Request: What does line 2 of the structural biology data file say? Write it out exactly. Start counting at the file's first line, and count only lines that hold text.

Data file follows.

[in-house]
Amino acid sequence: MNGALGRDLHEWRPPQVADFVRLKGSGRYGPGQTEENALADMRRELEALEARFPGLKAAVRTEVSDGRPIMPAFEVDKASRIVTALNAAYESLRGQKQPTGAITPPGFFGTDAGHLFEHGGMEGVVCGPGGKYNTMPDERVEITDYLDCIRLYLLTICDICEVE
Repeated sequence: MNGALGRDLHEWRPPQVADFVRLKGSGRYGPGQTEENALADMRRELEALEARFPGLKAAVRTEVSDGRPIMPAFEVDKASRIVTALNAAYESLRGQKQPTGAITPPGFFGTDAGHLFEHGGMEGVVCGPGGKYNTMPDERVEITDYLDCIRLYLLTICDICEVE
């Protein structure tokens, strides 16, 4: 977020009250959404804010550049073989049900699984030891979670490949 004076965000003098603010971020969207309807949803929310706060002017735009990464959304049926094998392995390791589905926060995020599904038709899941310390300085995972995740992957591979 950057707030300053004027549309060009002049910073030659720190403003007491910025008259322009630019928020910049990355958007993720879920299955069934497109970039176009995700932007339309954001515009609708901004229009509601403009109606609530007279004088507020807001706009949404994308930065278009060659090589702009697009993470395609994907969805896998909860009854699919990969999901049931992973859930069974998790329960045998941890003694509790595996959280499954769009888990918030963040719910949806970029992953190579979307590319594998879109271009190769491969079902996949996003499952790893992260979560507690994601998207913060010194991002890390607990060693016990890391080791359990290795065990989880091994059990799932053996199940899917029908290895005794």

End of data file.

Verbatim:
Amino acid sequence: MNGALGRDLHEWRPPQVADFVRLKGSGRYGPGQTEENALADMRRELEALEARFPGLKAAVRTEVSDGRPIMPAFEVDKASRIVTALNAAYESLRGQKQPTGAITPPGFFGTDAGHLFEHGGMEGVVCGPGGKYNTMPDERVEITDYLDCIRLYLLTICDICEVE